2 slices of bacon, cooked until crisp and then crumbled

http://www.sicastpol.fr/legumes/320pixels/gd-artichaut.jpg

Preheat the oven to 375 degrees. Butter the inside of six 4-ounce ramekins. Cover the bottom of each with a single layer of chopped salmon. Set aside. Trim the outer leaves from each artichoke and cut off all but 1/2 inch of the stem. Steam for about 20 minutes, until the stem end can be easily pierced with the tip of a knife. Remove all the leaves and cut away the thistle down from the heart. Trim any tough bits from the heart. As you finish each, put in a bowl of lemon water while continuing with remaining artichokes. Finely chop (do not puree) all the hearts. Cover and set aside.

Melt the butter in a small saucepan over medium to low heat. Whisk in the flour and cook, whisking constantly, for about 3 minutes. Slowly pour in the milk, whisking constantly. If lumps develop, whisk vigorously. (You can also pour the sauce through a fine mesh strainer before adding the artichoke hearts.) Continue to cook until the sauce thickens, reducing the heat to low to prevent sticking or burning. Season with the salt and pepper. Once the sauce begins to thicken, coating the back of a spoon, stir in the artichokes. Whisk in the egg yolks, one at a time, and cook for another minute. Set the sauce aside.

Whisk the egg whites to soft peaks in a large bowl and fold the bechamel into the whites. Spoon the mixture into the prepared ramekins, filling each generously. Sprinkle a little Parmesan over each. Bake for about 20 minutes, until the tops are golden brown and firm to the touch.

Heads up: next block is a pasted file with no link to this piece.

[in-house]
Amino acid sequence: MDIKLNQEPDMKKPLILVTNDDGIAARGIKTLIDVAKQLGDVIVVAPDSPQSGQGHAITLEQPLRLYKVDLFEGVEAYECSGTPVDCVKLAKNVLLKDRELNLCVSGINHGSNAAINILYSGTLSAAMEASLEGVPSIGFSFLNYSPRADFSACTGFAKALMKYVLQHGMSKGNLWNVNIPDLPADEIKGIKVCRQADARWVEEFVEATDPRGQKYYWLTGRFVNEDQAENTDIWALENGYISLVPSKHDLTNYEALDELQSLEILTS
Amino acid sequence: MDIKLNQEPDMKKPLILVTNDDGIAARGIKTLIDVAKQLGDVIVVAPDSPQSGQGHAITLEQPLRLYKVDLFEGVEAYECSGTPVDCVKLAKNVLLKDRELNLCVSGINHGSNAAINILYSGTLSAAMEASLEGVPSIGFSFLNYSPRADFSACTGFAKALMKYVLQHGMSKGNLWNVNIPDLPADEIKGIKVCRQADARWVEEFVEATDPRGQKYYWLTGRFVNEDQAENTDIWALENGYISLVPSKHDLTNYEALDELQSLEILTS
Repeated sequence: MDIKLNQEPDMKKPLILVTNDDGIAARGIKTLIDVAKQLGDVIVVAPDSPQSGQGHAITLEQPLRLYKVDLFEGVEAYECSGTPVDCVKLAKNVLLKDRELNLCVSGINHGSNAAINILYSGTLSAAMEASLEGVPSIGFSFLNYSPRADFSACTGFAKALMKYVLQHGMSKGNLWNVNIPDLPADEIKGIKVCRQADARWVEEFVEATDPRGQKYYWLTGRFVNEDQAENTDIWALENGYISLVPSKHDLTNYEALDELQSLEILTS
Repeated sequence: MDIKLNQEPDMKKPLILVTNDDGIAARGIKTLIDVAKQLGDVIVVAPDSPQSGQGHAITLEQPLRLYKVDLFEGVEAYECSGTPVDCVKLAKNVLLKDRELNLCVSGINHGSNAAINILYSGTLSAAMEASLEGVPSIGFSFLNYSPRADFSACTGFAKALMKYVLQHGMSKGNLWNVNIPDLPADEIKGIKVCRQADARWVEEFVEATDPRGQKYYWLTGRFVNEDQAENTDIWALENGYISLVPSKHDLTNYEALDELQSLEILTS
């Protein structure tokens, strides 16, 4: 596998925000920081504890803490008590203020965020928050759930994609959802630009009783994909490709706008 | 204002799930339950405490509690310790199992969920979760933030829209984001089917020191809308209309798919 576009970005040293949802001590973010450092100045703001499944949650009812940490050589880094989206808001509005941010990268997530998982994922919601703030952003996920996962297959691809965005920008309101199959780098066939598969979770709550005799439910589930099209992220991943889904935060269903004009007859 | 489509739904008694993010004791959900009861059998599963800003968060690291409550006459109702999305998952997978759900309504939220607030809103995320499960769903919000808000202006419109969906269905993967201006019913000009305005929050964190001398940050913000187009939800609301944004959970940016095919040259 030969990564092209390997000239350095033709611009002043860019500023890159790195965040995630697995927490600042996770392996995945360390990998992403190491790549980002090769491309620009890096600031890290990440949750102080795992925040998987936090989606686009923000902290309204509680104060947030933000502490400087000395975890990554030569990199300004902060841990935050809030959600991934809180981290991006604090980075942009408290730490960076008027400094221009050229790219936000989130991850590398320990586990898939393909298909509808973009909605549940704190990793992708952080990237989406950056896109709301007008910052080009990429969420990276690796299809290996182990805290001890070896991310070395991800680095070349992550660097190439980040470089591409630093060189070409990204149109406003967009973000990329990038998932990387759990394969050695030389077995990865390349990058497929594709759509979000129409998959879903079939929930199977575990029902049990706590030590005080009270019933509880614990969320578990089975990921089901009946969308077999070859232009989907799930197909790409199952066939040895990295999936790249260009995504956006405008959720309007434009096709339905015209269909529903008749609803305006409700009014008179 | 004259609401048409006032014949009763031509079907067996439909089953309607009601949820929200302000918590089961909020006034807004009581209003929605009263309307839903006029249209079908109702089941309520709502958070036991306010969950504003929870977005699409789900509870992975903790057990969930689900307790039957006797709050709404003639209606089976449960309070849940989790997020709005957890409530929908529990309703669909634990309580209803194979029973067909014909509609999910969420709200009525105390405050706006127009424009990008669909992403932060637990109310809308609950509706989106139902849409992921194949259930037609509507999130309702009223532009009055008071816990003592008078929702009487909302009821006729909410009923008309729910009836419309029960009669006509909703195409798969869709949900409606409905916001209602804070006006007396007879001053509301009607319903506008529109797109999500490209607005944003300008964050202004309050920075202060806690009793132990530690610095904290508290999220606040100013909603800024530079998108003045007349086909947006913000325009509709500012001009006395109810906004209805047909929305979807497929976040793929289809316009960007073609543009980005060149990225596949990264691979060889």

While the souffles are baking, prepare the vinaigrette, whisk together the vinegar, mustard and olive oil, salt and peper to taste, drizzle over the arugula and toss.

Place each souffle on a dinner plate and mound about 1/2 cup of dressed arugula to the side. Sprinkle a little crumbled bacon over the arugula. Serves 6
0 Replies
 
Steve 41oo
 
  1  
Reply Thu 6 Jul, 2006 02:25 pm
Letty wrote:
As usual, Walter, fantastic pictures and the desserts look so scrumptious. <sigh>, but what about Quiche Lorraine? ...
I think Quick Lorraine was the girl sans coulotte Laughing
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Walter Hinteler
 
  1  
Reply Thu 6 Jul, 2006 02:40 pm
Normandy and Bretagne, those regions I stay at least once per year (again in about 8 weeks).

So, something not being visited sooooo much: Fougères.

http://i6.tinypic.com/1z58ac6.jpg

Fougères' major monument is a medieval stronghold built atop a granite ledge, which was part of the ultimately unsuccessful defence system of the Duchy of Brittany against French aggression. Fougères is a town of Art and History ... says Wikipedia.


http://upload.wikimedia.org/wikipedia/fr/thumb/5/5c/Foug%C3%A8res_ch%C3%A2teau2.jpg/800px-Foug%C3%A8res_ch%C3%A2teau2.jpg